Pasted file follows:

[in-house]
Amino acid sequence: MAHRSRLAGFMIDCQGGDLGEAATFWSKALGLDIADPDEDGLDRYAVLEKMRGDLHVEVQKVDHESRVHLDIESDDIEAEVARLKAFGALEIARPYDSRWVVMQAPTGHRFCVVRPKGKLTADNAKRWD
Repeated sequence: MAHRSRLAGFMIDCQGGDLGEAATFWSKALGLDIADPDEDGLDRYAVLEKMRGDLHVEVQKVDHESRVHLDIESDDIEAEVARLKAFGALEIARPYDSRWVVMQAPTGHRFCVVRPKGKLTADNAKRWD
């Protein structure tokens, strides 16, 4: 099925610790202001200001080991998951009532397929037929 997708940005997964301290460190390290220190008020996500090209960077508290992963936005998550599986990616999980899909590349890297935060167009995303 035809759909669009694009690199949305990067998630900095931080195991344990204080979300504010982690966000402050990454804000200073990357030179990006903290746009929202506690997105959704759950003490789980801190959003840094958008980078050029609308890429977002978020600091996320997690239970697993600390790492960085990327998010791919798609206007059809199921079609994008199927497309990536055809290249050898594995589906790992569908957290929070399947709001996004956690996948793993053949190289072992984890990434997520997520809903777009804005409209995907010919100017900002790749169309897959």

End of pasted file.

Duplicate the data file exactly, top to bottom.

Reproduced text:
[in-house]
Amino acid sequence: MAHRSRLAGFMIDCQGGDLGEAATFWSKALGLDIADPDEDGLDRYAVLEKMRGDLHVEVQKVDHESRVHLDIESDDIEAEVARLKAFGALEIARPYDSRWVVMQAPTGHRFCVVRPKGKLTADNAKRWD
Repeated sequence: MAHRSRLAGFMIDCQGGDLGEAATFWSKALGLDIADPDEDGLDRYAVLEKMRGDLHVEVQKVDHESRVHLDIESDDIEAEVARLKAFGALEIARPYDSRWVVMQAPTGHRFCVVRPKGKLTADNAKRWD
């Protein structure tokens, strides 16, 4: 099925610790202001200001080991998951009532397929037929 997708940005997964301290460190390290220190008020996500090209960077508290992963936005998550599986990616999980899909590349890297935060167009995303 035809759909669009694009690199949305990067998630900095931080195991344990204080979300504010982690966000402050990454804000200073990357030179990006903290746009929202506690997105959704759950003490789980801190959003840094958008980078050029609308890429977002978020600091996320997690239970697993600390790492960085990327998010791919798609206007059809199921079609994008199927497309990536055809290249050898594995589906790992569908957290929070399947709001996004956690996948793993053949190289072992984890990434997520997520809903777009804005409209995907010919100017900002790749169309897959």